Taylor Barbay Assad



Beyond World Premieres: What Makes a Piece "Stick"?

In our materialistic culture of always having the newest, most up-and-coming thing we often forget that there is merit in what we already have.

As a musician and saxophonist, I feel drawn to promote new music for the saxophone through world premiere performances but also perform works that are well written for the instrument and may not already be an established part of the repertoire.

What makes people play pieces again and again? Is it the use of extended techniques, newly integrated technology, or flashy technical passages? Is it because it is written by a specific composer? Was the recording played so convincingly by the world premiere performer? As a community, why are saxophonists drawn to certain pieces over others?

Personally, I look for some sort of distinct repetition and/or form. I also am drawn to moments of intensity, an underlying story, and more contemporary compositional processes.

How do saxophonists go about selecting works to perform more than once, and how do they eventually become a "standard" in our canon? What makes a new piece stick?

7 Ways to Grow Your Private Studio


Here are some strategies to build a private studio from scratch or to increase the number of students that you currently teach!


1. Masterclasses/Teaching Demonstrations – Reach out to local band directors and offer masterclasses. Perform a flashy piece and engage with the students. Ask the band director if you can hand out business cards and/or flyers directly to students or if they will hang a couple of flyers around the band room at the beginning of the school year. I use Vistaprint for business cards and Canva for creating free marketing materials. You can also ask them to include your information in their band handbook or emails to parents. 

2. School Lessons – Teach lessons at a school. Most directors at middle schools and high schools have their own policies about part time instructors, so ask them directly. Even though a set rate may already be established for lessons, the strength here is in the numbers. You are also reaching out to students who may not have the ability or time to travel to your studio location after school.

3. Word of Mouth – Referrals are  truly the best way to go. Lean on your musical network from school and develop relationships with area band directors and music store owners in your community. Become the go-to person in your area. When students ask their band directors about lessons, you want to be the first person they think of. Also, your own students can advocate for you. If your lessons are engaging, chances are your students will talk about their lessons with their friends in their band programs. Some of the most dedicated students I have taught were introduced to me through referrals.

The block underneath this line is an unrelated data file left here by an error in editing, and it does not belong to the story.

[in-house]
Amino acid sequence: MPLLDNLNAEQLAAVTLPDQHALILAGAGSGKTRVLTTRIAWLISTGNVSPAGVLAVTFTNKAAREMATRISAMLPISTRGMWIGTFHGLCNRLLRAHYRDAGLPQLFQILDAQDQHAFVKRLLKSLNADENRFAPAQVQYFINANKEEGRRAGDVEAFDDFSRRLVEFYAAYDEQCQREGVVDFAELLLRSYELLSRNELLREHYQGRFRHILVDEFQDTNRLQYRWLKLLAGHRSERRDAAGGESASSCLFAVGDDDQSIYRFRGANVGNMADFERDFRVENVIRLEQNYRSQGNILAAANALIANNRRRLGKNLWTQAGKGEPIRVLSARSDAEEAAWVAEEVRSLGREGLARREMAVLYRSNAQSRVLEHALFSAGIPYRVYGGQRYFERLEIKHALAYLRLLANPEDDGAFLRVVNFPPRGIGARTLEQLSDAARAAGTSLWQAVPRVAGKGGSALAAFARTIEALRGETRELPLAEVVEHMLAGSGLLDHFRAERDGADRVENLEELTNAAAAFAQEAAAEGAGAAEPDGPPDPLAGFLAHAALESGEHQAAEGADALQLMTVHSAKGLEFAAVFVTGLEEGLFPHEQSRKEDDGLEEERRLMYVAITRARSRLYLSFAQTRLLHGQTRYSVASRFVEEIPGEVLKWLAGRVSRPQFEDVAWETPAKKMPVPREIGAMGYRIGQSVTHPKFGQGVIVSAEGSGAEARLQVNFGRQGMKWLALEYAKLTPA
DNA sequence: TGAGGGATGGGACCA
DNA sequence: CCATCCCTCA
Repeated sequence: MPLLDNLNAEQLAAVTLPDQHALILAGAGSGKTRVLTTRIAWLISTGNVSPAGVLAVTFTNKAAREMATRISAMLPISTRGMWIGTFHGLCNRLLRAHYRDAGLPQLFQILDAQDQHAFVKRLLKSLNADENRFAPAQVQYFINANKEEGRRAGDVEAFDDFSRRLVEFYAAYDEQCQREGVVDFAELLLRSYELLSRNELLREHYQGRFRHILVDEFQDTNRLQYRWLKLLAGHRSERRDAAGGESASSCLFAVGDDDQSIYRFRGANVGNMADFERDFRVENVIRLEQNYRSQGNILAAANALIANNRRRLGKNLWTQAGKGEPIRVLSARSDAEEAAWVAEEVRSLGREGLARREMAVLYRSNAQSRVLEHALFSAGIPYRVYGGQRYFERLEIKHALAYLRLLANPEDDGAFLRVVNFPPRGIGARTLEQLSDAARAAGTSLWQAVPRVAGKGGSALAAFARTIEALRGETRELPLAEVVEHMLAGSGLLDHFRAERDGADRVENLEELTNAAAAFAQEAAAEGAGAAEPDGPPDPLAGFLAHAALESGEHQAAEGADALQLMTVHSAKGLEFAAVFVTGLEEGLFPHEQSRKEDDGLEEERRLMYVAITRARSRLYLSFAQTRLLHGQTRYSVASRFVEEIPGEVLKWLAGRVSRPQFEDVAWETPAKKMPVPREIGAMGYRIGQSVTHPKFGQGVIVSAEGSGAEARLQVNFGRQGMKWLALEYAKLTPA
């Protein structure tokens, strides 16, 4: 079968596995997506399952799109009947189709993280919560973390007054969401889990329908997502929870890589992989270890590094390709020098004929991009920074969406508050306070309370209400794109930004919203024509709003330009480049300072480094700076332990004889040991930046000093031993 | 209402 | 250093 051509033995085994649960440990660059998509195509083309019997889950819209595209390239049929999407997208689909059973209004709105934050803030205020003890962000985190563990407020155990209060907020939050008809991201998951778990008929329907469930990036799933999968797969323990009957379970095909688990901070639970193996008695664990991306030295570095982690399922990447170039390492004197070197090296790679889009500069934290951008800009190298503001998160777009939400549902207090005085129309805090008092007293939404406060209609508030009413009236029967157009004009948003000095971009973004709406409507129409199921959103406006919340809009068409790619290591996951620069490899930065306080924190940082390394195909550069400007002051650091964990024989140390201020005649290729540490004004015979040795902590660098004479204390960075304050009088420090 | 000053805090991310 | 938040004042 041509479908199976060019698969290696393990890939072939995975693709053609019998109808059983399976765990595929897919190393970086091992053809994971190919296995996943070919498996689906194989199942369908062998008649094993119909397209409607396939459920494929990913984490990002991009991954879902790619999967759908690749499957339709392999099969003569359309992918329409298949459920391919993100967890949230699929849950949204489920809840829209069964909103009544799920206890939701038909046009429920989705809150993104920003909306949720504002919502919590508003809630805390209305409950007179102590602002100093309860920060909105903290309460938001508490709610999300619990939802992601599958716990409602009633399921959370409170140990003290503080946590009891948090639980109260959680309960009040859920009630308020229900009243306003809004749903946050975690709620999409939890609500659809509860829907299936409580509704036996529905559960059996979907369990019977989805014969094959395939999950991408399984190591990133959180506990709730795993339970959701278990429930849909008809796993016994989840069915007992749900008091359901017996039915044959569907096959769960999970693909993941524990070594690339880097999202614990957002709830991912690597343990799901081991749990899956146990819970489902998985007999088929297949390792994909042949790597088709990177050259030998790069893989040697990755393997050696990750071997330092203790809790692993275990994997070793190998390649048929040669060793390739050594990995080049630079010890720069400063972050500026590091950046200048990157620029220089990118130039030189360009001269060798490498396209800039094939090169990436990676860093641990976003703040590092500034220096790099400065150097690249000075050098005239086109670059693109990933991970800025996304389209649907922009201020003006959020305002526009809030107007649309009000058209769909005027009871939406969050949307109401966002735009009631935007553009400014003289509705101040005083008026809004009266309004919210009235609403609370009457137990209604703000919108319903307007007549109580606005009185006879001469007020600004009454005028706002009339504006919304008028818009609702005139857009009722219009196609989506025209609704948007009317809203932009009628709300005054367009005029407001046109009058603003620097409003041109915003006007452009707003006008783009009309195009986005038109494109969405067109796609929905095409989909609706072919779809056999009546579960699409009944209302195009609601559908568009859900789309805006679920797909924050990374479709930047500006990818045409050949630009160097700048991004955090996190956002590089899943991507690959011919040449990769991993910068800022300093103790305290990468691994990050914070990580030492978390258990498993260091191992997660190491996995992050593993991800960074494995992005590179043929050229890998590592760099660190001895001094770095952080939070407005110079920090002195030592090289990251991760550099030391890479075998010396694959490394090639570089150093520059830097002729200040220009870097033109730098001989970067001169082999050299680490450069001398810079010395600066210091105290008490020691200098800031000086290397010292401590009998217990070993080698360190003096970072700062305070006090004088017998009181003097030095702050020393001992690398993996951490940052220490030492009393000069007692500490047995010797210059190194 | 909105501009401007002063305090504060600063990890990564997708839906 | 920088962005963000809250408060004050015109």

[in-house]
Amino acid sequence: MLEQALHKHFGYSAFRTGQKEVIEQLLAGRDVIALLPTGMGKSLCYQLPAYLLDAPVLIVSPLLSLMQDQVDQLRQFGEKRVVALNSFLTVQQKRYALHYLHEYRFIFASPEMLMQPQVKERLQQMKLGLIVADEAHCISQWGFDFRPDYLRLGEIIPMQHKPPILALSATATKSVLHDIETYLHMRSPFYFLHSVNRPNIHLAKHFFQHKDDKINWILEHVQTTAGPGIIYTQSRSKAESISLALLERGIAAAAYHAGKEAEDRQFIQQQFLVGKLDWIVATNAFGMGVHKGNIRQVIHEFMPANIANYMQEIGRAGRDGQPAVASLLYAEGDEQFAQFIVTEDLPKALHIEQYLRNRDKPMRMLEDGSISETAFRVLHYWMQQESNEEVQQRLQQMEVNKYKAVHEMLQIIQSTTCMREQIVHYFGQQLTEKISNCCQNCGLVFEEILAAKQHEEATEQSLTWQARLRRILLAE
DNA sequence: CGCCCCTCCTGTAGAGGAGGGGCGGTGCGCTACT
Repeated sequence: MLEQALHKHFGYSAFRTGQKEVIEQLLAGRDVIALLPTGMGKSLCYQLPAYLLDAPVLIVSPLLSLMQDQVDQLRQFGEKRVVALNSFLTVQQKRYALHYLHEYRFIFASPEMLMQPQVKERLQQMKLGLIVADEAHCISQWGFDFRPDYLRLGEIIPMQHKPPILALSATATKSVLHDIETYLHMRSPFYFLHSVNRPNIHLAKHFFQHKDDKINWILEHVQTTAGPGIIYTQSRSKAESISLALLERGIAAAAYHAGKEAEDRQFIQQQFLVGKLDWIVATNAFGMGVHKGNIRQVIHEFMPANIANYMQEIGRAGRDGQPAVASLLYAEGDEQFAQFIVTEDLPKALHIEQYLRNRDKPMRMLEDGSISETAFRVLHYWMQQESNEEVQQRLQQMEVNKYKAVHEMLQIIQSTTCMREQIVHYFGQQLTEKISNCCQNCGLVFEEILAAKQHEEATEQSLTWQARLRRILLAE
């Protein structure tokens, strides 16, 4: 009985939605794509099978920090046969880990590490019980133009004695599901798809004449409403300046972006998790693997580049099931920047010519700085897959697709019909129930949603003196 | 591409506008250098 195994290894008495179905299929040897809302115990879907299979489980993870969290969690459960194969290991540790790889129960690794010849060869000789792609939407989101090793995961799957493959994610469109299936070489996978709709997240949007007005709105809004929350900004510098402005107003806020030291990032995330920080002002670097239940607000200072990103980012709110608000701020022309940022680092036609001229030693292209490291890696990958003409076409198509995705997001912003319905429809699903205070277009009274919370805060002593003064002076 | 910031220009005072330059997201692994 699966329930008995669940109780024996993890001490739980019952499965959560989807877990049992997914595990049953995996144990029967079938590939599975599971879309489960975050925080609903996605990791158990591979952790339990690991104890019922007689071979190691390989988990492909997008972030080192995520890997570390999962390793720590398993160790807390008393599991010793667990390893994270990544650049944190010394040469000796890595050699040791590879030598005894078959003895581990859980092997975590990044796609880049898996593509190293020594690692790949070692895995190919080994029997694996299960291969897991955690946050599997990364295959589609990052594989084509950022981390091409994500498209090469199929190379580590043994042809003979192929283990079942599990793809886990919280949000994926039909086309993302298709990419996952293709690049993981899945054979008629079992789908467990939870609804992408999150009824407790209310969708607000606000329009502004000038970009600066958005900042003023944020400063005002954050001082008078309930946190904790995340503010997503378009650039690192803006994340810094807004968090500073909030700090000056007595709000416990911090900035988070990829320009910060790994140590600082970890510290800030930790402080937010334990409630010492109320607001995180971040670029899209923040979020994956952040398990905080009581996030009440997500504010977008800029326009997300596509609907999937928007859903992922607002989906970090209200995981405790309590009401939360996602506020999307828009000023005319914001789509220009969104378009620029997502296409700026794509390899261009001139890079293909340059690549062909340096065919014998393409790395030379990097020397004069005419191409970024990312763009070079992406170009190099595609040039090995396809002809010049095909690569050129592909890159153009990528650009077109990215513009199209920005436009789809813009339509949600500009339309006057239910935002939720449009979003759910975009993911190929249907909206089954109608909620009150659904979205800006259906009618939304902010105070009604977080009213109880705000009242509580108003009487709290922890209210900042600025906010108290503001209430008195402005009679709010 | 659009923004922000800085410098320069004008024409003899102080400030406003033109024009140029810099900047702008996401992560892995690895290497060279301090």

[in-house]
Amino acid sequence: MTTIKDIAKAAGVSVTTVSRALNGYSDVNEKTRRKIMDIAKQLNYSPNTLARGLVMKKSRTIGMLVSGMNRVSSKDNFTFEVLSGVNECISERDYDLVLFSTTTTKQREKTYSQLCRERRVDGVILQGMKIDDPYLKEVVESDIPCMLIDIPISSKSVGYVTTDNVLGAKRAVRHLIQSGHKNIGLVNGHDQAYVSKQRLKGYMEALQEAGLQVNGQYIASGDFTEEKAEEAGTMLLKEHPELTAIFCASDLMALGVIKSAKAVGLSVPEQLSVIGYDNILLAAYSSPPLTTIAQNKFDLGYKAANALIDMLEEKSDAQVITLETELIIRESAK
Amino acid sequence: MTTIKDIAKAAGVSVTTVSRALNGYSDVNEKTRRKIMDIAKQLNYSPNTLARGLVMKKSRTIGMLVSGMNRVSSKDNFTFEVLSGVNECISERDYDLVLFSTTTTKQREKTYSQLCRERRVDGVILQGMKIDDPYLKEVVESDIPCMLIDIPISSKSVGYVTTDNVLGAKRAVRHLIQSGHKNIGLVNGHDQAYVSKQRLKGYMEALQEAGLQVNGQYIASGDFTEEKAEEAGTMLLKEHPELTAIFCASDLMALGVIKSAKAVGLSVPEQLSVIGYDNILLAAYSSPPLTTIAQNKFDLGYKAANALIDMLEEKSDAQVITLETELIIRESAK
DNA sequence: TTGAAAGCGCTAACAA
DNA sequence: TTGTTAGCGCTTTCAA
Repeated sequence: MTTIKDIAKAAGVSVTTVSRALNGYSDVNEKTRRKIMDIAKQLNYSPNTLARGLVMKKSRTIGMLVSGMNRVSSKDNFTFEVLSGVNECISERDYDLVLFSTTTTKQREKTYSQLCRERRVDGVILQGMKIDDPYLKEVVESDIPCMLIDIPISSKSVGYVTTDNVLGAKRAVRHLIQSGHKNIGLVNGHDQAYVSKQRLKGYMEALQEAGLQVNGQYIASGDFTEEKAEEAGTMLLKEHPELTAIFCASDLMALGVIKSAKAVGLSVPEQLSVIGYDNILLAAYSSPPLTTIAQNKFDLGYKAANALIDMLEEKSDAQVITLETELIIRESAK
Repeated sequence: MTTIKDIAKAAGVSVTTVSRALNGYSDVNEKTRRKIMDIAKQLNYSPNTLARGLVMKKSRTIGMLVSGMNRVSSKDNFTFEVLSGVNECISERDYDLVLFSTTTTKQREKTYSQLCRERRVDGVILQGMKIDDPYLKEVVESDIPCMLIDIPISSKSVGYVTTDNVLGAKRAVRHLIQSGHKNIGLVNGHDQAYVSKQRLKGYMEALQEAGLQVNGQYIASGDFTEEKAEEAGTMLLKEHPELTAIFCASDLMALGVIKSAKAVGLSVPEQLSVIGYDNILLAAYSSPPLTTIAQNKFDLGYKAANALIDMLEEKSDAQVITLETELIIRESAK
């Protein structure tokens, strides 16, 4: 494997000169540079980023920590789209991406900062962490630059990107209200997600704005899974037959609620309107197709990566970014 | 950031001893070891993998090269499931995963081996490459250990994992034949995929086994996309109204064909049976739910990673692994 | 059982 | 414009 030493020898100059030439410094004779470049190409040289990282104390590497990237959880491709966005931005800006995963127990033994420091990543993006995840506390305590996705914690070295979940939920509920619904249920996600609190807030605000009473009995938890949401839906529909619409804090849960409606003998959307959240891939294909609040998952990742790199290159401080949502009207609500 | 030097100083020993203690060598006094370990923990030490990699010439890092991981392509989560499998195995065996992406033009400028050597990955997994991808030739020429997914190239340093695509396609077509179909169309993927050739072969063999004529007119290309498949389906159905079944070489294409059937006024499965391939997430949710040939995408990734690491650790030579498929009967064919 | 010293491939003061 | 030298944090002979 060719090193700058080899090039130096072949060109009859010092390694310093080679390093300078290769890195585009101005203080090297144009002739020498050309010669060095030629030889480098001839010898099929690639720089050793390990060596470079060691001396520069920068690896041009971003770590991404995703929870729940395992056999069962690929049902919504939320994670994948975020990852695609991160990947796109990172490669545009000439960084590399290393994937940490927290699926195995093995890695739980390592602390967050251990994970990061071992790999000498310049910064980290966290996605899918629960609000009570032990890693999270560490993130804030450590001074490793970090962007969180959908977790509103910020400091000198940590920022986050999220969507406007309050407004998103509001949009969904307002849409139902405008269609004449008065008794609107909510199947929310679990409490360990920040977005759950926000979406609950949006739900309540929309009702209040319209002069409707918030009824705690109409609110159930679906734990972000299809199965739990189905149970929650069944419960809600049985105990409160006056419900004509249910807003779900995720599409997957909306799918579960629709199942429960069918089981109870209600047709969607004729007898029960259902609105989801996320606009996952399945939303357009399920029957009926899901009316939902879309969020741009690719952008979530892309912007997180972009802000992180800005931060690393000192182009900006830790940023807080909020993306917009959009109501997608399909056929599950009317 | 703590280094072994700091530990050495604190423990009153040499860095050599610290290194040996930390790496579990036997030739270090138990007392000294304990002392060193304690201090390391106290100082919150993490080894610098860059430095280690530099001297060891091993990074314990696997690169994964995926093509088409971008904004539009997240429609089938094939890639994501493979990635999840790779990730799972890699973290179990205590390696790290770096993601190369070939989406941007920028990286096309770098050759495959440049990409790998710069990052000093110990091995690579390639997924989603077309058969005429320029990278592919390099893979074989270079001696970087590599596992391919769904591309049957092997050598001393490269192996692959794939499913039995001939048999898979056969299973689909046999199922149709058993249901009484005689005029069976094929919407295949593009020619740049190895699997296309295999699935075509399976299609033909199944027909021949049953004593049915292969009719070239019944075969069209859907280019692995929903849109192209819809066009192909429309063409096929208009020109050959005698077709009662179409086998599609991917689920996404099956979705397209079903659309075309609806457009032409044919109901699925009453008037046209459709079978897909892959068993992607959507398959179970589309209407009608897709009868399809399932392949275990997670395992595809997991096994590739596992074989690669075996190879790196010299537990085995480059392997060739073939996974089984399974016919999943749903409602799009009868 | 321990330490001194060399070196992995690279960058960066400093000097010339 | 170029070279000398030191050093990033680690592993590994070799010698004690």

4. Online Presence – If you don’t already have a website, create one using platforms such as Wordpress, Wix, Blogger, or Squarespace. Outline your marketing strategy and how you will specifically go about increasing your online presence using tools such as Facebook Pages, Instagram, Twitter, and targeted marketing on Facebook and Instagram.

5. Networking with Other Saxophonists – Connect with other musicians in your area and ask for overflow students. You can also offer to teach their students if they are out of town for a prolonged period of time. Contact your current or former saxophone teacher and let them know you are interested in teaching private lessons if their studio is full or if they know someone who is looking for lessons but cannot afford your teacher's rate. 

6. Local Music Stores – Teach and/or advertise at a local music store. Most stores will take a percentage of your lesson fees or charge a flat rental fee. However, some stores will let you put business cards out even if you don’t teach at their store. Store owners want to be able to quickly refer their customers to a reputable private instructor. You can also present a short recital and teaching demo at a music store. After I moved back home from graduate school, this was an easy way for me to find new students.  

7. Offer Lessons Online – Expand your teaching skills and potential market by offering online lessons through takelessons.com, Skype, or Facetime. Takelessons.com does take a portion of your fees, but they provide the platform, help with marketing, and deal with customer service issues as they arise.